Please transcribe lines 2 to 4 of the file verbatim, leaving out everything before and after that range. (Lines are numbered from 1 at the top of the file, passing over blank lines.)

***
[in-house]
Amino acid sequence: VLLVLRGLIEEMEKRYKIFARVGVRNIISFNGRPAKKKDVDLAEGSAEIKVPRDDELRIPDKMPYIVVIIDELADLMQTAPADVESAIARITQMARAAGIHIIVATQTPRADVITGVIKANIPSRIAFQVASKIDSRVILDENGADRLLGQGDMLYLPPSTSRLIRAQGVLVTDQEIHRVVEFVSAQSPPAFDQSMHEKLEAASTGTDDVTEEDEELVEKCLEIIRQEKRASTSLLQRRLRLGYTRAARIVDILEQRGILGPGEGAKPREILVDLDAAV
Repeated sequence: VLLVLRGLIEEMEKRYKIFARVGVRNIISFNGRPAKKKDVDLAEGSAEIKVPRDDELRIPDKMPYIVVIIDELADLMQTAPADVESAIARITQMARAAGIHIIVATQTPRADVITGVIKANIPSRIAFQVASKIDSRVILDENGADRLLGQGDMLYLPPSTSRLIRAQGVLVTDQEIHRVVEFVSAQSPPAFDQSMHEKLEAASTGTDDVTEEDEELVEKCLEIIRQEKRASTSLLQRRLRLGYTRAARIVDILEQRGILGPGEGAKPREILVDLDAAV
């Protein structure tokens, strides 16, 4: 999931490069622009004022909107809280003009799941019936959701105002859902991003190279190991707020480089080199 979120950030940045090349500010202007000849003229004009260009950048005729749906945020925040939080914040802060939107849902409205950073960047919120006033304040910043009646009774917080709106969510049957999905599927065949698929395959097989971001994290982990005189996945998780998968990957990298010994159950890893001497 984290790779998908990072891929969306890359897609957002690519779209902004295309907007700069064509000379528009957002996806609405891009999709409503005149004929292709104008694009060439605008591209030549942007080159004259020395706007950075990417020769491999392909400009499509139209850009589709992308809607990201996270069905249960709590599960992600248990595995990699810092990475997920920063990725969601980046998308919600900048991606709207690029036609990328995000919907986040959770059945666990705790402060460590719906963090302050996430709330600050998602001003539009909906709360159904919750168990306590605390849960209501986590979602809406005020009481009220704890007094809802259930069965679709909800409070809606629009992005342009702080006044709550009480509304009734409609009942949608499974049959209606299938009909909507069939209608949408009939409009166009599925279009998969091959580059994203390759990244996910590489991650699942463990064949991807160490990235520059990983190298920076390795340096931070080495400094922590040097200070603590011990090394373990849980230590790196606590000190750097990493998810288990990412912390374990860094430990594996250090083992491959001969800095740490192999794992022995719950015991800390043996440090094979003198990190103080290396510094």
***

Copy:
Amino acid sequence: VLLVLRGLIEEMEKRYKIFARVGVRNIISFNGRPAKKKDVDLAEGSAEIKVPRDDELRIPDKMPYIVVIIDELADLMQTAPADVESAIARITQMARAAGIHIIVATQTPRADVITGVIKANIPSRIAFQVASKIDSRVILDENGADRLLGQGDMLYLPPSTSRLIRAQGVLVTDQEIHRVVEFVSAQSPPAFDQSMHEKLEAASTGTDDVTEEDEELVEKCLEIIRQEKRASTSLLQRRLRLGYTRAARIVDILEQRGILGPGEGAKPREILVDLDAAV
Repeated sequence: VLLVLRGLIEEMEKRYKIFARVGVRNIISFNGRPAKKKDVDLAEGSAEIKVPRDDELRIPDKMPYIVVIIDELADLMQTAPADVESAIARITQMARAAGIHIIVATQTPRADVITGVIKANIPSRIAFQVASKIDSRVILDENGADRLLGQGDMLYLPPSTSRLIRAQGVLVTDQEIHRVVEFVSAQSPPAFDQSMHEKLEAASTGTDDVTEEDEELVEKCLEIIRQEKRASTSLLQRRLRLGYTRAARIVDILEQRGILGPGEGAKPREILVDLDAAV
């Protein structure tokens, strides 16, 4: 999931490069622009004022909107809280003009799941019936959701105002859902991003190279190991707020480089080199 979120950030940045090349500010202007000849003229004009260009950048005729749906945020925040939080914040802060939107849902409205950073960047919120006033304040910043009646009774917080709106969510049957999905599927065949698929395959097989971001994290982990005189996945998780998968990957990298010994159950890893001497 984290790779998908990072891929969306890359897609957002690519779209902004295309907007700069064509000379528009957002996806609405891009999709409503005149004929292709104008694009060439605008591209030549942007080159004259020395706007950075990417020769491999392909400009499509139209850009589709992308809607990201996270069905249960709590599960992600248990595995990699810092990475997920920063990725969601980046998308919600900048991606709207690029036609990328995000919907986040959770059945666990705790402060460590719906963090302050996430709330600050998602001003539009909906709360159904919750168990306590605390849960209501986590979602809406005020009481009220704890007094809802259930069965679709909800409070809606629009992005342009702080006044709550009480509304009734409609009942949608499974049959209606299938009909909507069939209608949408009939409009166009599925279009998969091959580059994203390759990244996910590489991650699942463990064949991807160490990235520059990983190298920076390795340096931070080495400094922590040097200070603590011990090394373990849980230590790196606590000190750097990493998810288990990412912390374990860094430990594996250090083992491959001969800095740490192999794992022995719950015991800390043996440090094979003198990190103080290396510094």